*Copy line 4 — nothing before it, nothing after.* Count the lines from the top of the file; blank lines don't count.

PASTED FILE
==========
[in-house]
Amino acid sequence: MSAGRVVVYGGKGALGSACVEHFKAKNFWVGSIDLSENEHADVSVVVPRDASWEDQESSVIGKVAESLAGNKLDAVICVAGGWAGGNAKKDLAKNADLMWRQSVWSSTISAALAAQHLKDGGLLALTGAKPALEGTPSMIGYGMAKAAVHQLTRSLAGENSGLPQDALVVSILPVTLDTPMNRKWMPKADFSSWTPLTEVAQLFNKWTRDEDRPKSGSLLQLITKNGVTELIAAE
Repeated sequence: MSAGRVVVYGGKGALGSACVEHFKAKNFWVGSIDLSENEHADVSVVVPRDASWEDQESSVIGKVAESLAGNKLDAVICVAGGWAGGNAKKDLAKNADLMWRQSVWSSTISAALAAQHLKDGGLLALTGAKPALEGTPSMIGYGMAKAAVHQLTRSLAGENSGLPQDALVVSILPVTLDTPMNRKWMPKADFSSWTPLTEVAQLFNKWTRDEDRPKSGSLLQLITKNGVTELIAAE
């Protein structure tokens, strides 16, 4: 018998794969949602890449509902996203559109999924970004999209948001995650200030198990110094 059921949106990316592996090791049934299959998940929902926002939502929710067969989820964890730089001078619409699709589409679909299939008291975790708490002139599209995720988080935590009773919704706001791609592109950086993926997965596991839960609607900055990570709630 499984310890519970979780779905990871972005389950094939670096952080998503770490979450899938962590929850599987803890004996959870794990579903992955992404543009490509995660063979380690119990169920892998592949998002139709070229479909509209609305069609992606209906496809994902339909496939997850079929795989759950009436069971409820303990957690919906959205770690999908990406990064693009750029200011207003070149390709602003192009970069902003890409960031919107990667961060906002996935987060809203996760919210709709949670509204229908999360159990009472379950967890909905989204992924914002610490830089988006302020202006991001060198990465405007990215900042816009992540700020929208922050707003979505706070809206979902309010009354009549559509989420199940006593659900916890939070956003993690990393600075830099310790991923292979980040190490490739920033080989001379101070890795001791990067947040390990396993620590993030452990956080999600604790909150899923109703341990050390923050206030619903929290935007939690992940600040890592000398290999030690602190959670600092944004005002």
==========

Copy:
């Protein structure tokens, strides 16, 4: 018998794969949602890449509902996203559109999924970004999209948001995650200030198990110094 059921949106990316592996090791049934299959998940929902926002939502929710067969989820964890730089001078619409699709589409679909299939008291975790708490002139599209995720988080935590009773919704706001791609592109950086993926997965596991839960609607900055990570709630 499984310890519970979780779905990871972005389950094939670096952080998503770490979450899938962590929850599987803890004996959870794990579903992955992404543009490509995660063979380690119990169920892998592949998002139709070229479909509209609305069609992606209906496809994902339909496939997850079929795989759950009436069971409820303990957690919906959205770690999908990406990064693009750029200011207003070149390709602003192009970069902003890409960031919107990667961060906002996935987060809203996760919210709709949670509204229908999360159990009472379950967890909905989204992924914002610490830089988006302020202006991001060198990465405007990215900042816009992540700020929208922050707003979505706070809206979902309010009354009549559509989420199940006593659900916890939070956003993690990393600075830099310790991923292979980040190490490739920033080989001379101070890795001791990067947040390990396993620590993030452990956080999600604790909150899923109703341990050390923050206030619903929290935007939690992940600040890592000398290999030690602190959670600092944004005002």